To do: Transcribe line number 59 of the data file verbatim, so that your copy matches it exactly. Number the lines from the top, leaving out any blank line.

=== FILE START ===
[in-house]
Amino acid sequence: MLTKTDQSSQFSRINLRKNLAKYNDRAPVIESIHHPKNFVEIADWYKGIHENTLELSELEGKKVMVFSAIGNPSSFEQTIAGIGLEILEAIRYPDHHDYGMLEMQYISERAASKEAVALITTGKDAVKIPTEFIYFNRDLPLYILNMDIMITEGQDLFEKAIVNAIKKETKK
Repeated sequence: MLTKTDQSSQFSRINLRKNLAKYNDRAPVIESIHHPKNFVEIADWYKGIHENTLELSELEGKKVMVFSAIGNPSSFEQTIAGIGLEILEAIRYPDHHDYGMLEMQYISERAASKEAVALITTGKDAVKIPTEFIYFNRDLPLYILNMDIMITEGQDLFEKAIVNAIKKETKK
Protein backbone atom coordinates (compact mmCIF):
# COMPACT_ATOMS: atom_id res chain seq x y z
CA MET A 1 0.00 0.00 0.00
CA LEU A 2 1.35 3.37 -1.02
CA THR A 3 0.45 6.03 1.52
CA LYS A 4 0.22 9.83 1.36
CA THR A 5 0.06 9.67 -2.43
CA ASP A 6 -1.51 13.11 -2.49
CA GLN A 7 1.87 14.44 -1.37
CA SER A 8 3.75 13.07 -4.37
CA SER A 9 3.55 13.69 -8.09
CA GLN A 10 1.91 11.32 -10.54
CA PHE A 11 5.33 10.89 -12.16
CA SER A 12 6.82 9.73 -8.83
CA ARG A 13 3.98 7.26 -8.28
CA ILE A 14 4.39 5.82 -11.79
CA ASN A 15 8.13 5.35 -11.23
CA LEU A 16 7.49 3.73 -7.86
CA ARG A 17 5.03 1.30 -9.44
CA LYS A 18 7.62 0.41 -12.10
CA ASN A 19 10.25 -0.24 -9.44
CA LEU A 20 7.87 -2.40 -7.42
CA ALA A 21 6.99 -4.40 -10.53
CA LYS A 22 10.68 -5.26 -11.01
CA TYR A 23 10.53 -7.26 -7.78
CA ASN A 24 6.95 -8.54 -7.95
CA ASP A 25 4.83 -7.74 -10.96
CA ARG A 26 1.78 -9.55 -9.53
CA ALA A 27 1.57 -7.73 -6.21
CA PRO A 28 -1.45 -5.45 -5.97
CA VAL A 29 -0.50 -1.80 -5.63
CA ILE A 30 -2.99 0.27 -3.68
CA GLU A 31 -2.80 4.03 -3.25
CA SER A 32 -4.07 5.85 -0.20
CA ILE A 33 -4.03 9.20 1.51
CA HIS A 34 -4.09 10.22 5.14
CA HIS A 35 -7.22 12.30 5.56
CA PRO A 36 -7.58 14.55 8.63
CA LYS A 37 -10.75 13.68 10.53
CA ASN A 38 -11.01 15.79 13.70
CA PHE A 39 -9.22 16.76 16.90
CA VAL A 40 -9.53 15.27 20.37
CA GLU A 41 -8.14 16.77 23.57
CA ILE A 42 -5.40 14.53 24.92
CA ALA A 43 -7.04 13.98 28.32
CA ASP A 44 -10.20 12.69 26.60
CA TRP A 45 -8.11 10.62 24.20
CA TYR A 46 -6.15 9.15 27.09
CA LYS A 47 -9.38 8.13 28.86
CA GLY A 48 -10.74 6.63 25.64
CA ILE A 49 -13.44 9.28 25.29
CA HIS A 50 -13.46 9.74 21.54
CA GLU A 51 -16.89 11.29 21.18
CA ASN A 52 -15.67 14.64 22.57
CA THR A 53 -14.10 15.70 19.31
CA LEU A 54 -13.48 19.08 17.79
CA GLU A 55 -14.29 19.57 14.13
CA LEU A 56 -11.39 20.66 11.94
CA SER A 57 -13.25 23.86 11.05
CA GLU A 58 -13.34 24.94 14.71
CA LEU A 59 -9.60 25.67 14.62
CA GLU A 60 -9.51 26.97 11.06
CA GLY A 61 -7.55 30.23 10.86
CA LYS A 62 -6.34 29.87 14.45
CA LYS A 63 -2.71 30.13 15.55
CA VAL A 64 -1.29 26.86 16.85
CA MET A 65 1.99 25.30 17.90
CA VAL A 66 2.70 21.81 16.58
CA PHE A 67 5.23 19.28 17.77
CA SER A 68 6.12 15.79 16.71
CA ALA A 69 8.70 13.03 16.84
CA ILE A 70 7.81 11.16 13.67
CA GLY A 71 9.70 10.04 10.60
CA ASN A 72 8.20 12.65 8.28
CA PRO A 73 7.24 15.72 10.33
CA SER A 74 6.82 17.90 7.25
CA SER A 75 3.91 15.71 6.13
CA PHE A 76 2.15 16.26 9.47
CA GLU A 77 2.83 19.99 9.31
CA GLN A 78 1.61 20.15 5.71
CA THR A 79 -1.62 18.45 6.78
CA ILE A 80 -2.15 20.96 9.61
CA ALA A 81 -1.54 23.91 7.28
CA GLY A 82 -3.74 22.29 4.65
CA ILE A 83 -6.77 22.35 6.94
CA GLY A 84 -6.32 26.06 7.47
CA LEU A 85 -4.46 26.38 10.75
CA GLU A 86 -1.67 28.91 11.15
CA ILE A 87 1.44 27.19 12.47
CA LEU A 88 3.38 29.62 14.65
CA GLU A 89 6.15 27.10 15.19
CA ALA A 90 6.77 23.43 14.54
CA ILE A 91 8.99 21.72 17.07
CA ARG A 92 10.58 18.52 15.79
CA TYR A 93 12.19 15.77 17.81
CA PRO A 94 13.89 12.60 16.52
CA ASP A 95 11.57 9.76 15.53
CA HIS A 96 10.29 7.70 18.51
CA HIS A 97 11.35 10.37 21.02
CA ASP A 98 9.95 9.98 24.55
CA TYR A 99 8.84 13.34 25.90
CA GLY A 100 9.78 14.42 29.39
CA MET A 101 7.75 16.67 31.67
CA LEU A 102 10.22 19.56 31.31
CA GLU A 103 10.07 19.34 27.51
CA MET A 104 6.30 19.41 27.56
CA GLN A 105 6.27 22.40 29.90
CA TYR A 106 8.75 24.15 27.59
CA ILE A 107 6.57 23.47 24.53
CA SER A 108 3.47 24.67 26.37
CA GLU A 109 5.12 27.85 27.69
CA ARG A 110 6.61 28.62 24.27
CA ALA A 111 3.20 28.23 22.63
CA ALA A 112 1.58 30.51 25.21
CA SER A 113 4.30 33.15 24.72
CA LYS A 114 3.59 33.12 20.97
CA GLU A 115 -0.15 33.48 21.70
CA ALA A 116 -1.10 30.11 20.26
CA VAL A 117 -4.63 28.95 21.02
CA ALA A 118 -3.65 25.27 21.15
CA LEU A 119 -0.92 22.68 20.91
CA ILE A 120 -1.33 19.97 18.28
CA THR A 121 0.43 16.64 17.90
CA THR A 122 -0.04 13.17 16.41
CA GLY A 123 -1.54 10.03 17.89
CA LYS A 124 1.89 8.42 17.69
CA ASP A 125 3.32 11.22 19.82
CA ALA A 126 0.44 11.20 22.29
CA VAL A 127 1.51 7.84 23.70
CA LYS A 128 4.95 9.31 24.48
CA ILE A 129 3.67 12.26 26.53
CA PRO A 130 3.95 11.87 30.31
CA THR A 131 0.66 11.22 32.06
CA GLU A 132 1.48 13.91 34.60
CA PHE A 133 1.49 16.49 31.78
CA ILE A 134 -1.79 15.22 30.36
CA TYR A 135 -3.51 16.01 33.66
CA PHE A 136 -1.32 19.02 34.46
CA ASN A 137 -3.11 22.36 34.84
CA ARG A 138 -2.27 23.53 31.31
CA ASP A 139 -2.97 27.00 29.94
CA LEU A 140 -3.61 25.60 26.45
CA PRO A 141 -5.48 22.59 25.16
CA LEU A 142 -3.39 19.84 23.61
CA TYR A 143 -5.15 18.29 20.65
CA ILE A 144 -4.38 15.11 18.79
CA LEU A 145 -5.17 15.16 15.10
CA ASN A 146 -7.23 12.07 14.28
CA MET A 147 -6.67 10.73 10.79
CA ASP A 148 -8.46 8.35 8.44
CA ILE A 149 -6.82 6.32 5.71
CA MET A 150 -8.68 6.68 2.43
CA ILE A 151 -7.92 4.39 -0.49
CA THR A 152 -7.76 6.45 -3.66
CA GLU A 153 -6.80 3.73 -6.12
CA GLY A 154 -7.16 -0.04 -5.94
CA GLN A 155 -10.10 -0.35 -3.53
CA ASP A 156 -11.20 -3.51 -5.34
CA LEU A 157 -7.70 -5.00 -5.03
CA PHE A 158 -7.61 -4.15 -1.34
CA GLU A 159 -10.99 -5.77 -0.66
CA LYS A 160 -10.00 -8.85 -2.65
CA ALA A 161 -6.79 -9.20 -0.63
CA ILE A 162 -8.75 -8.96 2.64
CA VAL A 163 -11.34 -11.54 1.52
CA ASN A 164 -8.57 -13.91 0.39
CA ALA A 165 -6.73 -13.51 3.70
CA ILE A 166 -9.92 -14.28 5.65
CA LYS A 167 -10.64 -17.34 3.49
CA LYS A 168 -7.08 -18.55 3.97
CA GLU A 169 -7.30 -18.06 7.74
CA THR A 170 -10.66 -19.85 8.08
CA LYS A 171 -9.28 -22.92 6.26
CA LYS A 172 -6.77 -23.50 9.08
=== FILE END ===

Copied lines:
CA LEU A 54 -13.48 19.08 17.79